It could be said there was something insensitive in what Levine was about. Here was an artist indulging himself in an artistic pursuit by dropping into a warzone to take photographs of people mired in a bloody conflict.
He clarifies his position: “I don’t see myself as separate to the people,” says Levine. “I see them as appointing me to document their experience.
"I don’t appear any different than they are. I don’t look like an artist. I don’t say, ‘I’m an artist.’ I don’t have any pretext in terms of what I’m doing. I’m just making this image.”
Levine’s Resurrection (1972–2016) collection is culled from 80 photographs he took while on the ground, collated into 13 photographic works, and each with a provocative, ad-like tagline.
There’s one picture — which asks ‘Would unity join or divide us?’ — of a slew of kids from the Deery family whose mother was shot in the thigh by a bullet during Bloody Sunday.
Two of the children are holding up a Tricolour. Their sitting room has loudly patterned wallpaper; a picture of Padre Pio looks down from the wall at the unfurled flag.
Perhaps one of the most eye-catching elements of the picture is that it is framed by Levine’s contact sheets — the unenlarged prints photographers sometimes get from their negatives.
It’s a format he repeats with each of the 13 images.
The small, black-and-white contact sheets paint a picture of the Troubles — of barricades and bombed-out buildings; murals; political leaders speechifying on top of a parked van; funerals; and lots and lots of women wearing headscarves.
“By putting all the images around the image in the centre two things happen. One, you have a context. This is not just about anything. This is about children in a warzone.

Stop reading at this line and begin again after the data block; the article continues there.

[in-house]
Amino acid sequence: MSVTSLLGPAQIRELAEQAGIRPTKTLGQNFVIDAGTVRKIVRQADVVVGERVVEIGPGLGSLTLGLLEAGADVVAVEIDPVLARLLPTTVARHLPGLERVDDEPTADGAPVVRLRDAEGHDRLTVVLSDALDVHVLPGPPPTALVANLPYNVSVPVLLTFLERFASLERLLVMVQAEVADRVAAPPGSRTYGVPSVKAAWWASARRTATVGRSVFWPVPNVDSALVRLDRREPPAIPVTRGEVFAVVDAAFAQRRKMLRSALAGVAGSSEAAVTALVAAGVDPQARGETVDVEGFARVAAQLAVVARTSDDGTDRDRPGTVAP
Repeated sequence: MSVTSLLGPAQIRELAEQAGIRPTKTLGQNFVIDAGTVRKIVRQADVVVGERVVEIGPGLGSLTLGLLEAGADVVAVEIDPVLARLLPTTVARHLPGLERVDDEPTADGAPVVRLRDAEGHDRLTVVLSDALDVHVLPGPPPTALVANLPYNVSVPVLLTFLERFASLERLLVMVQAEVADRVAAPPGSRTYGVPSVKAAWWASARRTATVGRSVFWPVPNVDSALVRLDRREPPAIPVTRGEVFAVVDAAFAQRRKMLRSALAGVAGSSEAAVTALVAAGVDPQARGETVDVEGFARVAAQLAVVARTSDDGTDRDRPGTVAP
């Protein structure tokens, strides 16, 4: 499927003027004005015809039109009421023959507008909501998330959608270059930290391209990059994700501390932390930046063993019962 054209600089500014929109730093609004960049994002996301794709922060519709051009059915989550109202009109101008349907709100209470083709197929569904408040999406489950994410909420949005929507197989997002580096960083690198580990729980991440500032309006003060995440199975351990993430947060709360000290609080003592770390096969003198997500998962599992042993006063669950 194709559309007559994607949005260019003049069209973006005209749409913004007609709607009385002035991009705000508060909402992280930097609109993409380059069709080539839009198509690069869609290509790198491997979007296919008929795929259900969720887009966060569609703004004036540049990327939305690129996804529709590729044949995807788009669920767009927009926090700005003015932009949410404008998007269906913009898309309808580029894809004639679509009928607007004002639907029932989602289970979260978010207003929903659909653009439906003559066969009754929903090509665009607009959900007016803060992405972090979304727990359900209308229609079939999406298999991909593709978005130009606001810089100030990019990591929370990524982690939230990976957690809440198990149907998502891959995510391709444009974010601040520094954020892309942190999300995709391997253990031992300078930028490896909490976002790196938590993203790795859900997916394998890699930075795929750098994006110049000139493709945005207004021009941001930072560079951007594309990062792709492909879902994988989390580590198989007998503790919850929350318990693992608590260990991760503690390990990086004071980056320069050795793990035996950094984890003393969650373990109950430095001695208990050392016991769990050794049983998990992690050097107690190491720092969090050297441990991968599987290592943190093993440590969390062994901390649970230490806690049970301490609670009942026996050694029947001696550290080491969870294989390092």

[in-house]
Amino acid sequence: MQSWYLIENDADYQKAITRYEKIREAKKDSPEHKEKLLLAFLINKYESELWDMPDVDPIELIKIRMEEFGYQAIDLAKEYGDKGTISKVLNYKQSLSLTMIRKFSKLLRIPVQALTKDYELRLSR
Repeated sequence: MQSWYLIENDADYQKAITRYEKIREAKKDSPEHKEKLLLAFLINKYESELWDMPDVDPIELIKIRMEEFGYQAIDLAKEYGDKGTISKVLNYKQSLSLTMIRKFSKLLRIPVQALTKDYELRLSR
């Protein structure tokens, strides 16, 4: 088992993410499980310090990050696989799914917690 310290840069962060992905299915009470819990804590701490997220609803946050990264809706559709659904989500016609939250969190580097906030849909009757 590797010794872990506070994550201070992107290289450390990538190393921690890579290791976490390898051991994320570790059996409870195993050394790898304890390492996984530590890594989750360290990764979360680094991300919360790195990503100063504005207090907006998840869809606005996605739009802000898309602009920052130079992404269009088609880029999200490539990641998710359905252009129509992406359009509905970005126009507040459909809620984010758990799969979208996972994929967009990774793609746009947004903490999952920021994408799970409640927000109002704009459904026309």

"This could relate to Syria, to Iraq, but it happens to be Northern Ireland. The other part is that I wanted to give you two views — the way you look at something from a distance, and the way you have to get very close to it to see what’s happening.
“When I was looking through all the contact sheets I thought to myself, I’ll make a choice of this one and that one, and then I said to myself: ‘Why not show them all? Let the audience see what choices you made. Let the audience see from all of the frames that you picked this one or that one.’
An audience might stand back and see the big picture and then come in close and look at some of the smaller pictures and they might say: ‘I would have chosen that one. I wouldn’t have chosen the one he picked.’ In a way I like that because it makes the audience part of the work — part of the experience.
“If you look at one of the pictures where kids are looking out from behind a kind of awning or bunting.
"The words are, ‘Are we everything we see?’ What affect does looking at things have on the way we develop as human beings?”
Levine reflect that, when he was that age, art was not considered very important.
“But I think the world is now getting to the point where people realise that art plays a large role in the way we understand who we are.
"When you see something that moves you as a work of art, you say to yourself, ‘It’s great to be alive.’ It’s wonderful to be able to experience something like that.”